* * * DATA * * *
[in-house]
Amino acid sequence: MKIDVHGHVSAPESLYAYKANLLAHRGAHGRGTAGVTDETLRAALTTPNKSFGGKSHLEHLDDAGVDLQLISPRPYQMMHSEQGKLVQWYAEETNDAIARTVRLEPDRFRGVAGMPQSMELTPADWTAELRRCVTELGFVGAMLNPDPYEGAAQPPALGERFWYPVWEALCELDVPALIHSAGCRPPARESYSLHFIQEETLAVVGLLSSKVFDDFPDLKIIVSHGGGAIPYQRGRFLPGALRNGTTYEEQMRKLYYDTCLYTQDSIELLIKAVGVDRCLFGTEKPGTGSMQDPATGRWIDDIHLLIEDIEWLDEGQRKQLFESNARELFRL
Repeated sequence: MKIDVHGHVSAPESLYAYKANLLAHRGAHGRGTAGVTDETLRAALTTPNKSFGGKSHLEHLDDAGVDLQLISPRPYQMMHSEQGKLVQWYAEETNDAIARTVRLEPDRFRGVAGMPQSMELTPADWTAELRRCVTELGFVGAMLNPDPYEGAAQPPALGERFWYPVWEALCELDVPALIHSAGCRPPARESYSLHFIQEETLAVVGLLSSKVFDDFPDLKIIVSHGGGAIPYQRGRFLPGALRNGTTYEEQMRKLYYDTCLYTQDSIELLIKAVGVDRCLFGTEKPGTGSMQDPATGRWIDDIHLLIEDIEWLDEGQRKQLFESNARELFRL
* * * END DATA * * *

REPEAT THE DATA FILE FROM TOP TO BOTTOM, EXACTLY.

[in-house]
Amino acid sequence: MKIDVHGHVSAPESLYAYKANLLAHRGAHGRGTAGVTDETLRAALTTPNKSFGGKSHLEHLDDAGVDLQLISPRPYQMMHSEQGKLVQWYAEETNDAIARTVRLEPDRFRGVAGMPQSMELTPADWTAELRRCVTELGFVGAMLNPDPYEGAAQPPALGERFWYPVWEALCELDVPALIHSAGCRPPARESYSLHFIQEETLAVVGLLSSKVFDDFPDLKIIVSHGGGAIPYQRGRFLPGALRNGTTYEEQMRKLYYDTCLYTQDSIELLIKAVGVDRCLFGTEKPGTGSMQDPATGRWIDDIHLLIEDIEWLDEGQRKQLFESNARELFRL
Repeated sequence: MKIDVHGHVSAPESLYAYKANLLAHRGAHGRGTAGVTDETLRAALTTPNKSFGGKSHLEHLDDAGVDLQLISPRPYQMMHSEQGKLVQWYAEETNDAIARTVRLEPDRFRGVAGMPQSMELTPADWTAELRRCVTELGFVGAMLNPDPYEGAAQPPALGERFWYPVWEALCELDVPALIHSAGCRPPARESYSLHFIQEETLAVVGLLSSKVFDDFPDLKIIVSHGGGAIPYQRGRFLPGALRNGTTYEEQMRKLYYDTCLYTQDSIELLIKAVGVDRCLFGTEKPGTGSMQDPATGRWIDDIHLLIEDIEWLDEGQRKQLFESNARELFRL